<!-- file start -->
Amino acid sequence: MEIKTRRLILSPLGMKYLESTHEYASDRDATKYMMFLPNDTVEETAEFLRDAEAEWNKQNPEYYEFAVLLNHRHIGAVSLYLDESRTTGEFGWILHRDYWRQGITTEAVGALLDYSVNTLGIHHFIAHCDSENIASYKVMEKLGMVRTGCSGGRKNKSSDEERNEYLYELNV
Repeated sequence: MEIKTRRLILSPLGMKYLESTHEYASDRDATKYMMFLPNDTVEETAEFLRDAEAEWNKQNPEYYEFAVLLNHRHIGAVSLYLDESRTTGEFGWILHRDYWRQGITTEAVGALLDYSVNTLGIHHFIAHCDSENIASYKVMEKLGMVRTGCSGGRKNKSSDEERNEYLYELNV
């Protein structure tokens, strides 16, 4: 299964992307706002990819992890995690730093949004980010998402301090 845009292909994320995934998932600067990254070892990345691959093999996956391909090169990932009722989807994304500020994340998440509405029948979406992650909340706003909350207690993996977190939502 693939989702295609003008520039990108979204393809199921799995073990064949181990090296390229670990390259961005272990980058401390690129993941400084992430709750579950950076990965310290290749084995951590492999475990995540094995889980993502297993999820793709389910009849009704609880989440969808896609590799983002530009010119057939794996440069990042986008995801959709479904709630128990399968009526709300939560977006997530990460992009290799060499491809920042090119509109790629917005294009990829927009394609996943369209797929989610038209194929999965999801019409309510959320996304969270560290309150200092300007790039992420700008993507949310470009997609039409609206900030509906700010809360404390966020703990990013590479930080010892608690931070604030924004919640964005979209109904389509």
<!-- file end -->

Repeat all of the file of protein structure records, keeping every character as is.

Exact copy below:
Amino acid sequence: MEIKTRRLILSPLGMKYLESTHEYASDRDATKYMMFLPNDTVEETAEFLRDAEAEWNKQNPEYYEFAVLLNHRHIGAVSLYLDESRTTGEFGWILHRDYWRQGITTEAVGALLDYSVNTLGIHHFIAHCDSENIASYKVMEKLGMVRTGCSGGRKNKSSDEERNEYLYELNV
Repeated sequence: MEIKTRRLILSPLGMKYLESTHEYASDRDATKYMMFLPNDTVEETAEFLRDAEAEWNKQNPEYYEFAVLLNHRHIGAVSLYLDESRTTGEFGWILHRDYWRQGITTEAVGALLDYSVNTLGIHHFIAHCDSENIASYKVMEKLGMVRTGCSGGRKNKSSDEERNEYLYELNV
């Protein structure tokens, strides 16, 4: 299964992307706002990819992890995690730093949004980010998402301090 845009292909994320995934998932600067990254070892990345691959093999996956391909090169990932009722989807994304500020994340998440509405029948979406992650909340706003909350207690993996977190939502 693939989702295609003008520039990108979204393809199921799995073990064949181990090296390229670990390259961005272990980058401390690129993941400084992430709750579950950076990965310290290749084995951590492999475990995540094995889980993502297993999820793709389910009849009704609880989440969808896609590799983002530009010119057939794996440069990042986008995801959709479904709630128990399968009526709300939560977006997530990460992009290799060499491809920042090119509109790629917005294009990829927009394609996943369209797929989610038209194929999965999801019409309510959320996304969270560290309150200092300007790039992420700008993507949310470009997609039409609206900030509906700010809360404390966020703990990013590479930080010892608690931070604030924004919640964005979209109904389509």